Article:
Interpreting the Coefficient of Schooling in the Human Capital Earnings Function (pdf, 67KB)
Barry R. Chiswick. 1997
The "human capital earnings function" (HCEF) has become a fundamental tool in research on earnings, wages and incomes in developed and developing economies. It is an accepted procedure in litigation involving earnings, such as cases involving the value of lost earnings due to injury, death or discrimination It is also frequently used to make educational policy decisions based onestimates of the rate of return from schooling
The basic feature of the HCEF is that it relates the natural logarithm of earnings to investments in human capital measured in time, such as years of schooling and years of post-school work experience.

Handbook on Economic Analysis of Investment Operations (pdf, 11.83MB)
World Bank. 1998
This handbook aims at providing staff with analytical tools, solidly grounded in economic theory, and to make the Bank ' s approach to economic evaluation of projects, more transparent. It offers integrated financial, economic, and fiscal analysis, allowing analysts, and decision makers to attain various perspectives, i.e., stakeholders, implementing agencies, and society in general. The first part of the handbook, provide economic, and risk analysis tools, discussing issues relevant to project evaluation. While financial analysis relies on prices faced by implementing agencies, economic analysis is based on opportunity costs to society. The second part, the Technical Annex, briefly discusses discounting techniques, with a focus on the theoretical underpinnings of the approach for assessing social opportunity costs. It recommends eliminating the inclusion of fiscal, and poverty weights in the calculation of the rate of return, though the project ' s distributional implications should be indicated; using shadow prices selectively; continuing the use of 10-12 percent as the standard discount rate; and, improving risk analysis.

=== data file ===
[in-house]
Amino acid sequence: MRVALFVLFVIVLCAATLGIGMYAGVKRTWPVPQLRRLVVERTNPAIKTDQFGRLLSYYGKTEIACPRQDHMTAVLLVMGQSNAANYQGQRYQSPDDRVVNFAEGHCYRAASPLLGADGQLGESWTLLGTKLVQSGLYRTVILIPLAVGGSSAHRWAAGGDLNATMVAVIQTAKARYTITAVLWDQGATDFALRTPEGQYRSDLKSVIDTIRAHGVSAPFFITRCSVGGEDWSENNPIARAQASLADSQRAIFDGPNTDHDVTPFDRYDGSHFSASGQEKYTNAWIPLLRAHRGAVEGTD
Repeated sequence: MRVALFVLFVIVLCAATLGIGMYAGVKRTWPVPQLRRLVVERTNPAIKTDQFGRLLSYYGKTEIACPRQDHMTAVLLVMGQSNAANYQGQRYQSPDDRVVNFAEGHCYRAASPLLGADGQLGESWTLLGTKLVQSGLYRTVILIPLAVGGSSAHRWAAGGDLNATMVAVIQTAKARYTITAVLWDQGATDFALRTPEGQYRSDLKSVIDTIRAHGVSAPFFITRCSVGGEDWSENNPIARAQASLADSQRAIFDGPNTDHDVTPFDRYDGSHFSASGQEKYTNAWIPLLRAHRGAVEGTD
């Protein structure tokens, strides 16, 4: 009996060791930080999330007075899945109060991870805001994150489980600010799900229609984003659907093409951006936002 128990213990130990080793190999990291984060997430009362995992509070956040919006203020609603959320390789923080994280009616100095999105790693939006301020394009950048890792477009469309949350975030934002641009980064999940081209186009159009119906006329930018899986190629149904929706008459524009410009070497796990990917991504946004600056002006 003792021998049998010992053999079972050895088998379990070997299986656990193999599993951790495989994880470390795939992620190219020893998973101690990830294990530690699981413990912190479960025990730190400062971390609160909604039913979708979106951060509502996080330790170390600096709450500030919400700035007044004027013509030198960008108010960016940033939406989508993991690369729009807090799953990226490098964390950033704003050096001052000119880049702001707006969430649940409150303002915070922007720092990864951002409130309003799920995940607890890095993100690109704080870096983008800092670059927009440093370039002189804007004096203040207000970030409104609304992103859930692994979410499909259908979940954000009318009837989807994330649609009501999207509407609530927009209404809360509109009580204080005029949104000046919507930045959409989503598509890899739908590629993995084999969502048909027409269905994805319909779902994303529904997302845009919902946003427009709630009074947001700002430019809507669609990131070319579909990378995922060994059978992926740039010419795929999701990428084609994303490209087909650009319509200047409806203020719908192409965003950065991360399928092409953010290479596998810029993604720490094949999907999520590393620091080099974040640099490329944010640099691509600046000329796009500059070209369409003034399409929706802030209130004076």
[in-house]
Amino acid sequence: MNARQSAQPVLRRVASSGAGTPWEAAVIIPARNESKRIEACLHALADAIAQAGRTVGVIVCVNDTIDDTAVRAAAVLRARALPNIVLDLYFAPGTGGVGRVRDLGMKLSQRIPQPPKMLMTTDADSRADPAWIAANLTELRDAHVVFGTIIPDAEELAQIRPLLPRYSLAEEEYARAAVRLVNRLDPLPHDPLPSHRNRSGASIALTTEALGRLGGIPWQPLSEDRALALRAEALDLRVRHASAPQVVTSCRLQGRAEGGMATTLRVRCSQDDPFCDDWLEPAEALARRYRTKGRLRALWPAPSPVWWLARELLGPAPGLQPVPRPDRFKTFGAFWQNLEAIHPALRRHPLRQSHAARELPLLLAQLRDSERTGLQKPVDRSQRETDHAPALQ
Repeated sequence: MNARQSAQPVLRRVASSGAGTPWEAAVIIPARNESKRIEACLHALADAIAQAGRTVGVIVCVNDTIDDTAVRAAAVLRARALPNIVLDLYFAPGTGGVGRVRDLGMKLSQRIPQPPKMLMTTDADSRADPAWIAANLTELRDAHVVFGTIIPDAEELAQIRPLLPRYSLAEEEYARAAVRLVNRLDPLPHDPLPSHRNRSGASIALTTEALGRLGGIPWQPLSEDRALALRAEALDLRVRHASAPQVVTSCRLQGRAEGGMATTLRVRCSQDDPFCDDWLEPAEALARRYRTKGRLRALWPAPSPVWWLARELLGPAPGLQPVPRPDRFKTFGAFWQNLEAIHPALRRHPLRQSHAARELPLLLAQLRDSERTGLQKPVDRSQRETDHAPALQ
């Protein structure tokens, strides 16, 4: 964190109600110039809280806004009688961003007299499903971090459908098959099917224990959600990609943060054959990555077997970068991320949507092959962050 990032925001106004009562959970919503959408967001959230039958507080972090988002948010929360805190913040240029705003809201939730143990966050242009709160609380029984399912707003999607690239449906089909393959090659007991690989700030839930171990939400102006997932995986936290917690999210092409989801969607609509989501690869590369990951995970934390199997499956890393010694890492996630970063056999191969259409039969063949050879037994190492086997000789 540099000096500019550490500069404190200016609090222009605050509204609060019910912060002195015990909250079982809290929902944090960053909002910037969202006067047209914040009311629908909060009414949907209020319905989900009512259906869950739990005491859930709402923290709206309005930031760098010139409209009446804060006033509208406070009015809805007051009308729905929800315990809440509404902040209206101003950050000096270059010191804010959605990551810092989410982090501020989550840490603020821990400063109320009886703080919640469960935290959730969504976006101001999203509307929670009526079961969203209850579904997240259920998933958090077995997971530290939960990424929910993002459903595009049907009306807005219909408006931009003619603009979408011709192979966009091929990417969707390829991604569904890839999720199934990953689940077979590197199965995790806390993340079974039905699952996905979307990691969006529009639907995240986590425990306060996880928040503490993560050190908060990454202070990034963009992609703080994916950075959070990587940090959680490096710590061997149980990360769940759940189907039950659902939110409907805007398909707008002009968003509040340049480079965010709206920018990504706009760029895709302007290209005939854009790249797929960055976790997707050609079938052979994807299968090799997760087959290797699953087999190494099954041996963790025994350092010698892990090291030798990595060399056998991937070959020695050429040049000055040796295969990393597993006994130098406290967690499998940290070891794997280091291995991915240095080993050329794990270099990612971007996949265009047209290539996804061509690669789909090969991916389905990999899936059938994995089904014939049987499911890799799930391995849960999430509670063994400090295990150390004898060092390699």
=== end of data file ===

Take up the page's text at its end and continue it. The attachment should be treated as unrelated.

The Profitability of Investment in Education: Concepts and Methods (pdf, 123KB)
George Psacharopoulos. 1995
This paper reviews the basic concept of the profitability of investment in education and enumerates the various techniques that have been used in the literature to estimate the rate of return to investment in education. The various estimating techniques are illustrated by using household survey data from Venezuela and Guatemala. The paper also reviews the controversies that have appeared in the literature regarding the use of rates of return to investment in education for designing educational policy.